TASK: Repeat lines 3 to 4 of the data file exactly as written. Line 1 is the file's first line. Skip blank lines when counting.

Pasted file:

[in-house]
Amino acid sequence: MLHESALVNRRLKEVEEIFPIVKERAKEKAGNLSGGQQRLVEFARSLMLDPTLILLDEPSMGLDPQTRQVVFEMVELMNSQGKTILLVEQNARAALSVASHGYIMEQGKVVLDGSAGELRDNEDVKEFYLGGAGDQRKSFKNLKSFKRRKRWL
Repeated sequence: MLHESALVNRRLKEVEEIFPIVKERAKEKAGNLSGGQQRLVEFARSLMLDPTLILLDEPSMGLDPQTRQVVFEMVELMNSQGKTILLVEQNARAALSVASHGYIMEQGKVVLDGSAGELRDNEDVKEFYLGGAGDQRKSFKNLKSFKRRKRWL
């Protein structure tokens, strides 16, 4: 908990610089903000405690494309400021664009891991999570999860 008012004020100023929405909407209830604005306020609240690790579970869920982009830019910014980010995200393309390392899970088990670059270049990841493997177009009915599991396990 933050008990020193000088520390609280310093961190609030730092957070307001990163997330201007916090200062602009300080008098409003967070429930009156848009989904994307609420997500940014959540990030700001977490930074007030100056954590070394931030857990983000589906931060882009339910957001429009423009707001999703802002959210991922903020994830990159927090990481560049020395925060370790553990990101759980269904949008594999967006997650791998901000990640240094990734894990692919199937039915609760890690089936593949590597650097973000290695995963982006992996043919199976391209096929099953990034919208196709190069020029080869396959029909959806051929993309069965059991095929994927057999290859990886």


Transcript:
Repeated sequence: MLHESALVNRRLKEVEEIFPIVKERAKEKAGNLSGGQQRLVEFARSLMLDPTLILLDEPSMGLDPQTRQVVFEMVELMNSQGKTILLVEQNARAALSVASHGYIMEQGKVVLDGSAGELRDNEDVKEFYLGGAGDQRKSFKNLKSFKRRKRWL
């Protein structure tokens, strides 16, 4: 908990610089903000405690494309400021664009891991999570999860 008012004020100023929405909407209830604005306020609240690790579970869920982009830019910014980010995200393309390392899970088990670059270049990841493997177009009915599991396990 933050008990020193000088520390609280310093961190609030730092957070307001990163997330201007916090200062602009300080008098409003967070429930009156848009989904994307609420997500940014959540990030700001977490930074007030100056954590070394931030857990983000589906931060882009339910957001429009423009707001999703802002959210991922903020994830990159927090990481560049020395925060370790553990990101759980269904949008594999967006997650791998901000990640240094990734894990692919199937039915609760890690089936593949590597650097973000290695995963982006992996043919199976391209096929099953990034919208196709190069020029080869396959029909959806051929993309069965059991095929994927057999290859990886």